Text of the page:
It's not weak to break down and have a pity party when you can get back up and keep going. Sometimes we all need to just throw our hands up and cry/yell/shut's what you do after that matters. Having been a single mom with limited father involvement I know the trials and tribulations and also the amazement of seeing and being part of those moments - the little ones that make our kids who they are. Hang in there Dawn - you're doing just fine.

Jen said...

I know the feeling of breaking down and indulging in self pity that shuts me down emotionally as well. I want to share some verses that help me get through those difficult moments. Verses to encourage you :)
Isaiah 41:10(NIV) "So do not fear, for I am with you; do not be dismayed, for I am your God. I will strengthen you and help you; I will uphold you with my righteous right hand."
Jeremiah 29:11(NIV) "For I know the plans I have for you," declares the Lord, "plans to prosper you and not harm you, plans to give you hope and a future."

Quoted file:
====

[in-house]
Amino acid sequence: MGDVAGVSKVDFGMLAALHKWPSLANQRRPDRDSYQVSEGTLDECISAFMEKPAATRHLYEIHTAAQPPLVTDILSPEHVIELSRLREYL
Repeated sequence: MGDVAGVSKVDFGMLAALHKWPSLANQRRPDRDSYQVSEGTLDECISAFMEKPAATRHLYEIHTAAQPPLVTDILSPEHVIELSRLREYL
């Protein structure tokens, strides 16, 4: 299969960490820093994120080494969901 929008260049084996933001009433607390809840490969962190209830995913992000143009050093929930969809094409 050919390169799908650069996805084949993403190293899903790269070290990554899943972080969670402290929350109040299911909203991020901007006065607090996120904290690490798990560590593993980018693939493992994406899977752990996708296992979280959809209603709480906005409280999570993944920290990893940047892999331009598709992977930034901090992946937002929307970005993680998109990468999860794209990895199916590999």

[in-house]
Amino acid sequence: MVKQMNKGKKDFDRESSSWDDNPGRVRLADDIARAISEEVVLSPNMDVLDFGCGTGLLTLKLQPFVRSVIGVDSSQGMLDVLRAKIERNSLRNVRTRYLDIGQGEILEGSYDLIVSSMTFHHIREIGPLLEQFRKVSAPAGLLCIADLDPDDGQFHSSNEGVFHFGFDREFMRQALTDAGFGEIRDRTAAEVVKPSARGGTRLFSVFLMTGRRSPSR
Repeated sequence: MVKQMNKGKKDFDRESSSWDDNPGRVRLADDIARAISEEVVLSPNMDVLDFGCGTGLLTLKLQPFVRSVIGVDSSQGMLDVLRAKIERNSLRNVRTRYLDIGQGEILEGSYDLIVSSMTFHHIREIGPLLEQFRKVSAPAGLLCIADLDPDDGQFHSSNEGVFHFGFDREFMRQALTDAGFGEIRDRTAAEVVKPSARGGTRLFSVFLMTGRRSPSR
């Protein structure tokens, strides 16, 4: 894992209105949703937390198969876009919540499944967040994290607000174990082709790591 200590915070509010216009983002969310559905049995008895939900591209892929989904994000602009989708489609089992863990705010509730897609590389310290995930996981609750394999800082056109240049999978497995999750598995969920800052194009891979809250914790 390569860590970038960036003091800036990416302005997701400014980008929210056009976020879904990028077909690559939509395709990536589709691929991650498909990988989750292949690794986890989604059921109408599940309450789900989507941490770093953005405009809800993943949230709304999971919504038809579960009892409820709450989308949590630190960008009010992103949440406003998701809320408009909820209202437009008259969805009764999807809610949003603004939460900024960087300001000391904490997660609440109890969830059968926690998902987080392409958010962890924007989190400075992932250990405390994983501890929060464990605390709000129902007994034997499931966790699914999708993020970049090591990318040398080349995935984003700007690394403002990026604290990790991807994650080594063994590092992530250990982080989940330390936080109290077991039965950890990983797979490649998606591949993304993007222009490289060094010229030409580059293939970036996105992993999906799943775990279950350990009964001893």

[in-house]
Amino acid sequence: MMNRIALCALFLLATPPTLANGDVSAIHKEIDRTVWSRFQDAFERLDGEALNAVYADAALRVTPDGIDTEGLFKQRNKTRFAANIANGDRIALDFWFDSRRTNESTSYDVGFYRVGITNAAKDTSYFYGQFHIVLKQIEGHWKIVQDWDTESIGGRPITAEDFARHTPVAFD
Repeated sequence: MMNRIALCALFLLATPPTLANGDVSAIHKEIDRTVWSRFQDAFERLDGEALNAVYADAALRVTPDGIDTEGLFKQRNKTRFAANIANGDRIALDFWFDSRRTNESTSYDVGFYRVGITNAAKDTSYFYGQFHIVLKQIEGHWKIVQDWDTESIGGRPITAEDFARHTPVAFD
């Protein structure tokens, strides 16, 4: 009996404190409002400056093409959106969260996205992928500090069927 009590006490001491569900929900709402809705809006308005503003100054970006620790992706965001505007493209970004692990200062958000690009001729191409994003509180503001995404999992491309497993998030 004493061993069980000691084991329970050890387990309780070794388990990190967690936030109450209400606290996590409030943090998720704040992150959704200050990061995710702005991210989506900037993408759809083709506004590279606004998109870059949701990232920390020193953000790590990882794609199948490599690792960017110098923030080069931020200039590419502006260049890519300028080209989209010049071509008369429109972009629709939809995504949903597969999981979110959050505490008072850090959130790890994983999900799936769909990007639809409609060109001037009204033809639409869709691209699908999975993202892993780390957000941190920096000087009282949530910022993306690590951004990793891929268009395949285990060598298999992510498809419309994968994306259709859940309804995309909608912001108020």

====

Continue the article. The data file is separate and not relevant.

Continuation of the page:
Philippians 4:13(KJV) "I can do all things through Christ which strengtheneth me."
During this season of life, know that He is with you always. When we are down, He can pick us back up again and give us strength!
You are in my prayers as well as your kids!!

Suburban Correspondent said...

Reach out to just one local person you know who is good at mobilizing people. Ask for help. I know you can manage without it, no one doubts that. But life doesn't have to be that hard. This note sounds condescending because it's written; but imagine instead me calling you and yelling at you to stop being a dunderhead, one mom of 6 to another. We're in the same trench, Dawn; but I'm too far away physically to do you any good right now! Otherwise I'd be taking your kids to games and barging into your house to help you shovel through the kids' rooms. And we'd have a darn good time while at it, I'm sure.

When you ask people for help, you are doing them a favor. You are giving them a chance to do a good deed, first of all; second, many people want to help but are afraid to if you don't ask. It took me years to learn this, but it is really important. Asking people for rides for the kids, for help packing, etc., benefits them as much as it does you. I'm sure you have at least a dozen acquaintances that are dying to help out but don't know how.